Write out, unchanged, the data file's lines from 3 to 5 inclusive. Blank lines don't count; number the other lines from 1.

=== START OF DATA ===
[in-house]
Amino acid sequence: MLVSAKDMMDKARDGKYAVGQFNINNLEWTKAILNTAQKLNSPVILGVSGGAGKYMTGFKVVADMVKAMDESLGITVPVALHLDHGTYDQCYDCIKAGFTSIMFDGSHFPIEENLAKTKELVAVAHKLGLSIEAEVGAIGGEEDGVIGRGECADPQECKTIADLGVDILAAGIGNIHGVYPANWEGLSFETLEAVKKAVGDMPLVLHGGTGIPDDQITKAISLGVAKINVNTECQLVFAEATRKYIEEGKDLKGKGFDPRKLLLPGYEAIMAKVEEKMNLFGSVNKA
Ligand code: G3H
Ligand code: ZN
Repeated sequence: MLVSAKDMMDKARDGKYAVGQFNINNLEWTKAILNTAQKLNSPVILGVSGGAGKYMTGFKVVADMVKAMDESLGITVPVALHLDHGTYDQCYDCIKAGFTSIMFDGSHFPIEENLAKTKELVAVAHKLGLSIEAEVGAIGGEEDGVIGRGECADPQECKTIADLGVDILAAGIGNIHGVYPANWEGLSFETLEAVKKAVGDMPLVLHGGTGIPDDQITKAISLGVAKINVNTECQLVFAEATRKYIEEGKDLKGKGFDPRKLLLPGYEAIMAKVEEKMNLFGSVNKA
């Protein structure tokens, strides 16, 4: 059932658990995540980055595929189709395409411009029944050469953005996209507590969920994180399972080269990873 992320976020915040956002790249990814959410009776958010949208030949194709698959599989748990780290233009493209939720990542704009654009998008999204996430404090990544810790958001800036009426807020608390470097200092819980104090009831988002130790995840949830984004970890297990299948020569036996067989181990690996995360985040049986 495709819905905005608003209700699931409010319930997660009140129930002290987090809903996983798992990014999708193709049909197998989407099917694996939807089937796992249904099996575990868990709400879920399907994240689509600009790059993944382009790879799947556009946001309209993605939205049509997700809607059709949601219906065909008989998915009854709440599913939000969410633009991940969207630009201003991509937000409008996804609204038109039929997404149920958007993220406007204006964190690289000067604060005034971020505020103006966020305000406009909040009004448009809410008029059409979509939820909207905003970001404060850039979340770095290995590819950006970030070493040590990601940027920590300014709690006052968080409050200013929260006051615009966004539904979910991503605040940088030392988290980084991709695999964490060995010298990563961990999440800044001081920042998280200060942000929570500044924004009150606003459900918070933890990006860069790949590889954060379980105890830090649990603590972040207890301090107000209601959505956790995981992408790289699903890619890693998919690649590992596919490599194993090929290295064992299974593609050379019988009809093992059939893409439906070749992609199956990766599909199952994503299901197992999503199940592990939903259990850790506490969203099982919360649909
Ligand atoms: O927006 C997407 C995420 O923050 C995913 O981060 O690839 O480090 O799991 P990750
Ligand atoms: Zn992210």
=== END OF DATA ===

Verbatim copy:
Ligand code: G3H
Ligand code: ZN
Repeated sequence: MLVSAKDMMDKARDGKYAVGQFNINNLEWTKAILNTAQKLNSPVILGVSGGAGKYMTGFKVVADMVKAMDESLGITVPVALHLDHGTYDQCYDCIKAGFTSIMFDGSHFPIEENLAKTKELVAVAHKLGLSIEAEVGAIGGEEDGVIGRGECADPQECKTIADLGVDILAAGIGNIHGVYPANWEGLSFETLEAVKKAVGDMPLVLHGGTGIPDDQITKAISLGVAKINVNTECQLVFAEATRKYIEEGKDLKGKGFDPRKLLLPGYEAIMAKVEEKMNLFGSVNKA